With their exciting varieties and vivid colors, Begonias make excellent houseplants as well as garden plants.
According to the University of Florida there are more than 1300 different species in the Begonia family.
Plant lovers enjoy growing them in summers as the conditions are suitable then.
When winter comes, your Begonia flowers can begin to wilt.
It is because they are susceptible to cold.
However, you don’t have to toss them out. I’ve found some ways of keeping Begonias safe over winter.
Table of Contents
How To Keep Begonias Over Winter
For storing Begonias over winter, remove them from their pots and chop most of the leaves off. Dry the tubers for some time by spreading them on a newspaper. Afterward, you use paper bags to store them. For some Begonia varieties like Wax Begonia, you don’t have to take any extra steps. Bringing the pot indoors in a warmer area for the winter will keep them happy.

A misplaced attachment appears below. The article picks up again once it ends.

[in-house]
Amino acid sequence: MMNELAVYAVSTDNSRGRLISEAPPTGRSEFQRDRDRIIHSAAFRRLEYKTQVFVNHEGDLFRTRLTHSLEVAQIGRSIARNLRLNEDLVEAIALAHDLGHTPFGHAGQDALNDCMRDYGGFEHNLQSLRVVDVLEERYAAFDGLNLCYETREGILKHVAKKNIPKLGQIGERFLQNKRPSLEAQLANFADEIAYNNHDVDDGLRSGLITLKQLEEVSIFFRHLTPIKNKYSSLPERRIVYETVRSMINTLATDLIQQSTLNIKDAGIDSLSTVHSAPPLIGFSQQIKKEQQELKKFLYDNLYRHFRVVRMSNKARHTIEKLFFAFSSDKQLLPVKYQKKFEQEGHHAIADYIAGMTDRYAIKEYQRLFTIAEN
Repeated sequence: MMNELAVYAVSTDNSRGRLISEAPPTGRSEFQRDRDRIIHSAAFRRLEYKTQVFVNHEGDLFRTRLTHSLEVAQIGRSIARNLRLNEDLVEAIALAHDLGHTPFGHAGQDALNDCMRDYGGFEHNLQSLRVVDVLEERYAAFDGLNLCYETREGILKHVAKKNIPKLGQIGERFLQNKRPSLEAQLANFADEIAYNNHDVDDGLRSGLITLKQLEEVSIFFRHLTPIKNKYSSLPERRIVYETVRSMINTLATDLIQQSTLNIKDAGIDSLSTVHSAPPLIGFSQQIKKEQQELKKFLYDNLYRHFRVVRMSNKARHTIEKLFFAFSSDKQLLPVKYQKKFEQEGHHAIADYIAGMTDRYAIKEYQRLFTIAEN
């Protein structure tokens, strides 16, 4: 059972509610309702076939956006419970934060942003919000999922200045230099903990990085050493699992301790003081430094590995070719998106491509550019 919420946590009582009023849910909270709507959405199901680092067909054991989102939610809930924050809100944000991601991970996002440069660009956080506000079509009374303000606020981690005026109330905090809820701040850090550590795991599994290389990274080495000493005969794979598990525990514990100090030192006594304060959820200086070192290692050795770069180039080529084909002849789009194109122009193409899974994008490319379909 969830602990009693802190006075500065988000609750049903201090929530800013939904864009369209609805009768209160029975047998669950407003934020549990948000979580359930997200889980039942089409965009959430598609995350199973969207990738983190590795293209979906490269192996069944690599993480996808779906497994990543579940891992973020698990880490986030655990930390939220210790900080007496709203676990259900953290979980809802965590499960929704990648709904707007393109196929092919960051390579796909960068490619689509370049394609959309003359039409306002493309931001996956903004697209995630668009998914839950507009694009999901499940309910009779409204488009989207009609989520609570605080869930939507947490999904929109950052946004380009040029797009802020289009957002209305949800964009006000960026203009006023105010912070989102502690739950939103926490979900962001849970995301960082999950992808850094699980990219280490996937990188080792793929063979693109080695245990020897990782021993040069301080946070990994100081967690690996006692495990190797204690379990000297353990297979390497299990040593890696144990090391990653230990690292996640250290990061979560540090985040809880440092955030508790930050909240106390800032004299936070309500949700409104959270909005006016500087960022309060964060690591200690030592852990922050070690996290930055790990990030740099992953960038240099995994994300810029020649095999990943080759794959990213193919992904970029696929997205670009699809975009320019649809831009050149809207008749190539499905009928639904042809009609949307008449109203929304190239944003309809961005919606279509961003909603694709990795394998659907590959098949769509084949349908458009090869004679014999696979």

How to overwinter Begonias
If you are a Begonia fan like me, chances are you are planning to grow them for years.
After all, their delightful scent and colorful flowers are irresistible.
Sadly, Begonias are not the most resilient plants. They don’t have much chance to survive harsh weather on their own.
Over the years of working with Begonias, I’ve found that keeping them over winter is very economical.
You won’t have to shop for any expensive equipment. As a plant grower, you will already have the necessary things at home.
The best part is that once the winter is over, you can regrow your plants.
Having to buy new Begonias for every season is heavy on the pockets.